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He understands the lure of fly fishing

The sport has a pace all its own, and the scenery alone is worth the trip to Mammoth Lakes.

May 03, 2012|Chris Erskine
  • A fly fisherman works for trout at Hot Creek, about nine miles from the Mammoth Lakes ski resort.
A fly fisherman works for trout at Hot Creek, about nine miles from the Mammoth… (Chris Erskine )

MAMMOTH LAKES — On the banks of a jutting little river, I'm trying to think like a trout thinks: Did I pay the mortgage on time? When do the Kings play next? Whatever happened to that sassy Helen Hunt?

No, wait, those are my thoughts. Then, WHAM, something takes the lure and I'm officially a fly fisherman.

Constantly looking for an activity where my deficiencies aren't quite so apparent, something outdoors where I don't have to run a lot, or strip down to my skivvies, or maintain eye contact for more than a moment, I am drawn now to fly fishing, not so much a sport as a Christopher Guest movie. If it weren't so profoundly gorgeous, with Italian carmaker lines, you'd want to throw spitballs at fly fishing. But not me.

See, the fish have all the advantages in fly fishing. First of all, it's their home field. Second, they're better educated.

Third? We're attracting them under false pretenses — lures that smell like our fingers, on barbless hooks that couldn't snag a Kardashian. Seriously, the only way to give the fish more of an edge is to hand them torpedoes and power of attorney.

Trout, to make matters worse, eat like actresses — little kernels of insect mung at intervals of 48 to 60 hours. My buddy Paul insists that trout graze like cattle, eating all the time, their way of self-medicating. But I don't see it. I manage to hook my first fish in the middle of the poor creature's yawn, a total fluke.

This is Mammoth in spring — not quite God's country, but he keeps a condo here. You haven't really left the city behind when the guys driving F-150s have product in their hair. But Mammoth is a lovely land, laced with lakes and creeks and some of the prettiest fish you will ever temporarily meet.

Not to go too Thoreau on you, but the wind rustling the tall grass . . . the snowcapped mountains 10 miles away . . . the giggle-hiss of the stream. I think this creek might be laughing at me. Go ahead, because I have something called an elk-hair caddis on my line and I'm not afraid to use it. In truth, I'd have a better chance of attracting fish with a Hallmark card.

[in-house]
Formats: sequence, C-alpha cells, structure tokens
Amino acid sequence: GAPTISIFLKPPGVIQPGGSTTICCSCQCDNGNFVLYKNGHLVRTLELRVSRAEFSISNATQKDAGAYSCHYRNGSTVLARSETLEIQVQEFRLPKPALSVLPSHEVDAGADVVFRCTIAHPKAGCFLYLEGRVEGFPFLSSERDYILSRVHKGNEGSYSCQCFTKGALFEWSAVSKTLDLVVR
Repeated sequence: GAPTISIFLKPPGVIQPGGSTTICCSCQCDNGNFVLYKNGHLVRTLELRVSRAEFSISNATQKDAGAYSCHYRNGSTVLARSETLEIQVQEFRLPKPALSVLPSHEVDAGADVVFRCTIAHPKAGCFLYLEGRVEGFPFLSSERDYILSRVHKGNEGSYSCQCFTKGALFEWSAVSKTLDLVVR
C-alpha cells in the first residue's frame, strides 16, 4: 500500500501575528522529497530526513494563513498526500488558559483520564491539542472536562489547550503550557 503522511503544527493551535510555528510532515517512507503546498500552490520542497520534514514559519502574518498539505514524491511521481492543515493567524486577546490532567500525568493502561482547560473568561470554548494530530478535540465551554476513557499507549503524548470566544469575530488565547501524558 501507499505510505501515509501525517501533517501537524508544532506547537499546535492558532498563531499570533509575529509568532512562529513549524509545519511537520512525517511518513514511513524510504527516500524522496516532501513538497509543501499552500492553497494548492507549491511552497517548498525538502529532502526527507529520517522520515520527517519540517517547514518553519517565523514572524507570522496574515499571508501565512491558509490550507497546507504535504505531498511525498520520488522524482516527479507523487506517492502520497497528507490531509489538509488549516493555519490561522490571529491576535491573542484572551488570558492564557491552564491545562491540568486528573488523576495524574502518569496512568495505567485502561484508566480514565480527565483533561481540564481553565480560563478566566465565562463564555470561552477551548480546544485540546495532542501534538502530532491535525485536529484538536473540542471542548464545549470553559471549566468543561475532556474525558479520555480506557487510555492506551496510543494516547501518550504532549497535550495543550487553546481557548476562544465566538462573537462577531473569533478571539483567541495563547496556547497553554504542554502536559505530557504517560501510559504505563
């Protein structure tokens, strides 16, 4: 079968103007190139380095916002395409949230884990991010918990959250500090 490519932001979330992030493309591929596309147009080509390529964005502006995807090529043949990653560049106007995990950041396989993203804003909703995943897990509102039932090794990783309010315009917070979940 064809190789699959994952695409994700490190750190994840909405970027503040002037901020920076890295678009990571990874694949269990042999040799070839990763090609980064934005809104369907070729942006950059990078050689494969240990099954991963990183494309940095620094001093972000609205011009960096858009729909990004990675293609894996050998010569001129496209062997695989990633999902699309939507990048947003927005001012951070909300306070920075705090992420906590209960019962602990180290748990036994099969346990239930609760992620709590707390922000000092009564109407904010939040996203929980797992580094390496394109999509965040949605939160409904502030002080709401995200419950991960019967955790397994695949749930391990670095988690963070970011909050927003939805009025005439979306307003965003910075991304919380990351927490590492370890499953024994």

It has been a freaky season for Mammoth, one of America's most popular resorts. On the heels of last year's epic snows, virtually nothing.

Sure, the locals are still skiing the Cornice on weekends — Mammoth's treacherous upper reaches. But it's too early for the sort of bare spots showing up along the San Joaquin Ridge, which butts up to June Mountain. And Mammoth looks like an ice cream cone, more cone every day.

As trout go, it's early. On nearby Lake George, they're still ice fishing, and most of the June Lake Loop remains frosted over.

Yet, down south of town, the land has warmed and the fishing season has just begun. Ludicrously, it's a sport men turn to in midlife, just when their eyes are fading and they can't see the wispy monofilament they need to tie. Men like a challenge, which I guess is why they're often drawn to marriage and fly fishing.

Know where the Mammoth Airport is? Then you could find Hot Creek, which runs about three miles behind the airport road. There is public access and a pricey private trout ranch. The fish don't care. They'll mess with your mind, no matter how much you make.

I'm at Hot Creek with my buddy Paul and his brother Dave, both devoted fly fishermen, judging by their clown clothes and floppy McLean Stevenson hats. At first, fly fishing feels a little silly with its odd fashions and nomenclature. At second glance, it seems that way too.

Still, I have seen many a golfer hurl a club in disgust. With fly fisherman, you're more likely to get a "that's life, huh?" shrug. As obsessions go, I'm sort of obsessed with it.

"I frankly don't make much of a living, but I make a hell of a life," renowned fly fisherman Jack Gartside once said.

"It takes your mind off the office, time goes by fast, and once in a while you catch a fish," explains my buddy Paul.

"I let it drift over the tongue, then just skated it a few times," Paul's brother Dave says of how he worked the creek.

I have no idea what Dave's talking about. The last thing I let drift over my tongue was a martini olive, and I ended up upside down in a gypsy cab outside Barstow.

Day 2: I catch yet another fish. Two trout in two days? This is becoming an embarrassment of riches. This second one apparently is a female, for it is wearing body makeup, riding boots and an evil little grin that says, "Who's hooked who, pal?"

Or, maybe I've just caught the same fish as yesterday. I don't care.

Because the question lingers: Who's hooked who?

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